It is well known that children need to move far more than adults do. There is also strong evidence to suggest that incorporating physical activity and movement into classroom learning can improve concentration, student engagement and enjoyment of lessons, and improve interpersonal relationships with both peers and teachers.
In an Australian study into the impact of integrated movement-based activity on primary-aged children, one teacher remarked, “Adults need coffee to have the energy to continue with their busy lives. I give my students ‘coffee’ through movement.”
In some cases, there are physiological reasons as to why some children simply cannot sit still. These include postural muscles being unable to stay ‘on’ for extended periods of time and a child’s inability to turn down the volume of some sensations.
However, if your child is not able to sit still … don’t panic. Apart from the obvious health benefits, there are five key reasons why boys shouldn’t sit still in the classroom. Physical activity and movement can:
1. Prepare the brain to learn
Physical activity can help reset the brain in preparation to learn. Short activity breaks throughout the day are known to be highly effective in optimising productivity and academic performance in the classroom. John Ratey, author of Spark: The Revolutionary New Science of Exercise and the Brain, explains, “Movement activates all the brain cells kids are using to learn, it wakes up the brain.”
2. Improve academic results
A study by Lund University in Sweden concluded that students, especially boys, who participated in daily physical activity performed better at school. Students are able to practise critical thinking, enquiry and problem-solving skills, allowing for deep learning experiences.
3. Help children learn and become more attentive
A report by the Institute of Medicine in the United States found that children who are more active “show greater attention, have faster cognitive processing speed and perform better on standardised academic tests than children who are less active.”
4. Help boys to deal with emotions
According to author Ian Lillico, boys convert their feelings to movement. It is natural for them to need space and use movement to express and deal with their emotions. So, if you’re trying to get your son to open up, giving him physical space and room to move might just be the right catalyst.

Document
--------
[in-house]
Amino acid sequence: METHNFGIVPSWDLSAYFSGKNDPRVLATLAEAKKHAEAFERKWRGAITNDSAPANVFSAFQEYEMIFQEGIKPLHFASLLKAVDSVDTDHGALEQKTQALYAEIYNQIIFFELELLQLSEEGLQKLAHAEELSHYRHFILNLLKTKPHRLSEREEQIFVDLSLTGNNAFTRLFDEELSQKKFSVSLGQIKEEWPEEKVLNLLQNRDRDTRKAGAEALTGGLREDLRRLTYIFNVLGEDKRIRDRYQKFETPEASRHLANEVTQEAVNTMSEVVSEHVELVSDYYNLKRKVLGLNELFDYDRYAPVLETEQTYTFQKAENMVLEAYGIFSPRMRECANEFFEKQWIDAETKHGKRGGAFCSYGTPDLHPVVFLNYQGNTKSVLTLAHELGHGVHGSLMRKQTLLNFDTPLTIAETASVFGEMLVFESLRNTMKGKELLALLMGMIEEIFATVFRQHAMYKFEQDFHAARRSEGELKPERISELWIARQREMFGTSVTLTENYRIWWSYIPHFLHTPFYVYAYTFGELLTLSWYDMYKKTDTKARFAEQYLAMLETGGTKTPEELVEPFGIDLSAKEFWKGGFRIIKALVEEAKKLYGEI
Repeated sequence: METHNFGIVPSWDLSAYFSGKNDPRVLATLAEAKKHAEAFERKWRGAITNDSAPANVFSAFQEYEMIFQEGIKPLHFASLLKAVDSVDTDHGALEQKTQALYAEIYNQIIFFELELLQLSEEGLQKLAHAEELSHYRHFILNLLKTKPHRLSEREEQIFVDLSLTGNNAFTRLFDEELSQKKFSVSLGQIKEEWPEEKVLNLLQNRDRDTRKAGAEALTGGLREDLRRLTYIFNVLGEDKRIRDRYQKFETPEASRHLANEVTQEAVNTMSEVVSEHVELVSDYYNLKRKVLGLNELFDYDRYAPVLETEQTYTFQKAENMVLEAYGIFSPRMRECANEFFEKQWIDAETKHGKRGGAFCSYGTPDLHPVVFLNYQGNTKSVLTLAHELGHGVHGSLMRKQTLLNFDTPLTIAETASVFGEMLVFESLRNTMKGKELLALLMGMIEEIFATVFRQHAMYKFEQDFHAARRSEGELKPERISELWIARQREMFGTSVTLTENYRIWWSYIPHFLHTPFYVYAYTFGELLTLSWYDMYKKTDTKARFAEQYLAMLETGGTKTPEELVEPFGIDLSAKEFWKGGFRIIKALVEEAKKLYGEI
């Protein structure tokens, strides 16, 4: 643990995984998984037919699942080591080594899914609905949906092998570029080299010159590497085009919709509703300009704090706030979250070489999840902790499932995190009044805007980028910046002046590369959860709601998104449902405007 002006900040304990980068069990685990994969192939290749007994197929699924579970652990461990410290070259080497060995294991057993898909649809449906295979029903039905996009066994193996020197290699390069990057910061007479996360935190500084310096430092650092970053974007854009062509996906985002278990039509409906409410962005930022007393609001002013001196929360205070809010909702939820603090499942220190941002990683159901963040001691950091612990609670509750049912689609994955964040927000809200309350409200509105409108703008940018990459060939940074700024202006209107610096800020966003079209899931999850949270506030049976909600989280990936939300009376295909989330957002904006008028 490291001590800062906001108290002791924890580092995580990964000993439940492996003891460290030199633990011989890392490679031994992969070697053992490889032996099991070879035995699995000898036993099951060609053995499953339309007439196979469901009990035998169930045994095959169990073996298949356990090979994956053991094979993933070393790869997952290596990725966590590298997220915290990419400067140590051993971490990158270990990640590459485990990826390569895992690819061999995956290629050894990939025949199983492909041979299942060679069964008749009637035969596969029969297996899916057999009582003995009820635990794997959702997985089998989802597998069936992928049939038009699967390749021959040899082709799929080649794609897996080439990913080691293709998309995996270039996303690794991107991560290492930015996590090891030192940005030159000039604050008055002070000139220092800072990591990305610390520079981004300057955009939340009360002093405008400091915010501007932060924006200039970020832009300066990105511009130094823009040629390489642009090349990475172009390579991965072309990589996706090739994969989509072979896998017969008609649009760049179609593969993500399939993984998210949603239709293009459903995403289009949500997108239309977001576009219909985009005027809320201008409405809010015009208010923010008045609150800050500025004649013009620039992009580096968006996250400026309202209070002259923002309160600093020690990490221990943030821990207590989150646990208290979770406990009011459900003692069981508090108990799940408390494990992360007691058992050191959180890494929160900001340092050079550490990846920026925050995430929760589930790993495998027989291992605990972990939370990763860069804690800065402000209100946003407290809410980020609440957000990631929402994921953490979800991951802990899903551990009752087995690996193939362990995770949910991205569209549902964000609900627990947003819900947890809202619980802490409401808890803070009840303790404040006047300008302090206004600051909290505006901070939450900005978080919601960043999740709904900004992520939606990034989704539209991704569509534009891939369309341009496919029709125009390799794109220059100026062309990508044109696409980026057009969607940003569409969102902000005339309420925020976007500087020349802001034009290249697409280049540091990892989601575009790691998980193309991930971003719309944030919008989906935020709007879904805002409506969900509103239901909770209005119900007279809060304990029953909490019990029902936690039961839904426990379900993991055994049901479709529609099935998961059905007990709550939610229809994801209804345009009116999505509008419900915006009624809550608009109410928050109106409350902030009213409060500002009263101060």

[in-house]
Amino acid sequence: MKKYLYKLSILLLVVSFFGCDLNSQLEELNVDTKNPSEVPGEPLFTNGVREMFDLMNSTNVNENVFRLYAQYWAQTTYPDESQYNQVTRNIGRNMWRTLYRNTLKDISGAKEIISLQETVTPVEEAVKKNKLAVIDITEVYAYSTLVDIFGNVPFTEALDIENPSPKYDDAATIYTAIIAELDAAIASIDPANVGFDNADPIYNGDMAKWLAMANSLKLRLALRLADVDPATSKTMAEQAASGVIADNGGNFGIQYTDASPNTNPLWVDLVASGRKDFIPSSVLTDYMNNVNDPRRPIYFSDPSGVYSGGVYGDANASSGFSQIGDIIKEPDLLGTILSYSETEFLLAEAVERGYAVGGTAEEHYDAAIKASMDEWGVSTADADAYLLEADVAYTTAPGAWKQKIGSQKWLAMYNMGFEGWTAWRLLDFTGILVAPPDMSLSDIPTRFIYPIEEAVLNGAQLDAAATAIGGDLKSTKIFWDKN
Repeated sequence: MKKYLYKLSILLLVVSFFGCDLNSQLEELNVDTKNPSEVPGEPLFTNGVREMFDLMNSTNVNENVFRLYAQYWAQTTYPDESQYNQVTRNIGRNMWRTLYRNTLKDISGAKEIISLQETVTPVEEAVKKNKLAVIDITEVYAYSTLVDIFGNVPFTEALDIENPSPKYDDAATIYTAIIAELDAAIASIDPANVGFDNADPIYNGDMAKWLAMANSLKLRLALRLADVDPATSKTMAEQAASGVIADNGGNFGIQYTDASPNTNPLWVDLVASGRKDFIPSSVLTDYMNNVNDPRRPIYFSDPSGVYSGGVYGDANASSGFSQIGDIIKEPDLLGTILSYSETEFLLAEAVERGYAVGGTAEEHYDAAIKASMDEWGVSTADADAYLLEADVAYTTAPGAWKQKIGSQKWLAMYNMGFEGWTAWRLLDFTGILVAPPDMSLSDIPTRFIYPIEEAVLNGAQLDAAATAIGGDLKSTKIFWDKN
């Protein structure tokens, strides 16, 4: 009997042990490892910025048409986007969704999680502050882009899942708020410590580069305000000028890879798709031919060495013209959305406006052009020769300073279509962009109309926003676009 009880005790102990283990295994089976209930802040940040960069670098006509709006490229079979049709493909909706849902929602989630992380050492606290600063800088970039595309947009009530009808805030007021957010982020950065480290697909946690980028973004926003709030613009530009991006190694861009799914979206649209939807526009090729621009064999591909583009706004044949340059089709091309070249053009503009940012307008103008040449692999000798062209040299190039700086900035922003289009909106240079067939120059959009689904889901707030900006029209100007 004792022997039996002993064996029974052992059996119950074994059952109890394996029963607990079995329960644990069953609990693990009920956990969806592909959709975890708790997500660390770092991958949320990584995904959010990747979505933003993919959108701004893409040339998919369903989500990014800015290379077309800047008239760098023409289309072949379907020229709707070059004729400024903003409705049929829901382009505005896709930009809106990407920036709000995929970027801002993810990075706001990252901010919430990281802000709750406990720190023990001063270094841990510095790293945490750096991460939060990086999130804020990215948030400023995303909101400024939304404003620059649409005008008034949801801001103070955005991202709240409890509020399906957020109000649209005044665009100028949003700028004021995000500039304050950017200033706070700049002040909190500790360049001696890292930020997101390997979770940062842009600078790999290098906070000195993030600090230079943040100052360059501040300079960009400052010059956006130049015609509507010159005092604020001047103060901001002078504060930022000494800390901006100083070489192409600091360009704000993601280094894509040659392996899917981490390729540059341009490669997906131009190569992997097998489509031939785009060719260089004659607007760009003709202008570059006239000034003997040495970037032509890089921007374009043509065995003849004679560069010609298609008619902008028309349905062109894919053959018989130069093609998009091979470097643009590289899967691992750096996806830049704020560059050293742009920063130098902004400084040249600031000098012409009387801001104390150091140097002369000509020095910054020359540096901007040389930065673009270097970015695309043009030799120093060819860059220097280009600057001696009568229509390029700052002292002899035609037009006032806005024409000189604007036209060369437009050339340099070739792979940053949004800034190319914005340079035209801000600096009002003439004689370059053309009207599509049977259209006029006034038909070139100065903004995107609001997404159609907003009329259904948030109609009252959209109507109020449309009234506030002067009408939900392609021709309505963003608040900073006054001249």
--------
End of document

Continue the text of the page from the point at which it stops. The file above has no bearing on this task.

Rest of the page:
5. Enhance personal and social development
Physical activities such as dance and sport teach children to communicate, improve gross motor skills and hand-eye coordination and help with balance. They can also help children to remain calm and self-regulate their emotions.
Incorporating movement into the classroom isn’t a new initiative. Many of us will recall starting each school day with the hand game, ‘open, shut them’! However, it is gaining momentum. We have seen a significant push toward agile learning spaces that promote movement and flexibility in the classroom - Trinity’s own Arthur Holt Library has successfully put this into practice.
Australian educators have also had success incorporating movement into classroom learning through programmes such as Jiggle Jam – short activity breaks that focus the mind and promote healthy living.
Physical movement can influence cognitive learning, physical and emotional wellbeing and social skills. This is particularly relevant to boys. At Trinity Grammar School primary boys have regular PE and FAST (Fundamental and Active Skills at Trinity) lessons timetabled, Years 3-6 do regular Sport, and there are optional Swimming squads, Rugby, Football/Futsal, EAP and TAP (Athletics) as co-curricular options. Aside from formal movement sessions, class teachers take their boys out for fun sport activities at various times.
For over a hundred years Trinity has educated boys in mind, body and spirit, and we are constantly evolving our teaching methods to ensure our boys receive the best education possible. Fuelled by a pastorally aware culture with exceptionally high levels of individual student attention, we aim to know, understand and nurture every student to help them realise their potential, passions and purpose in life.
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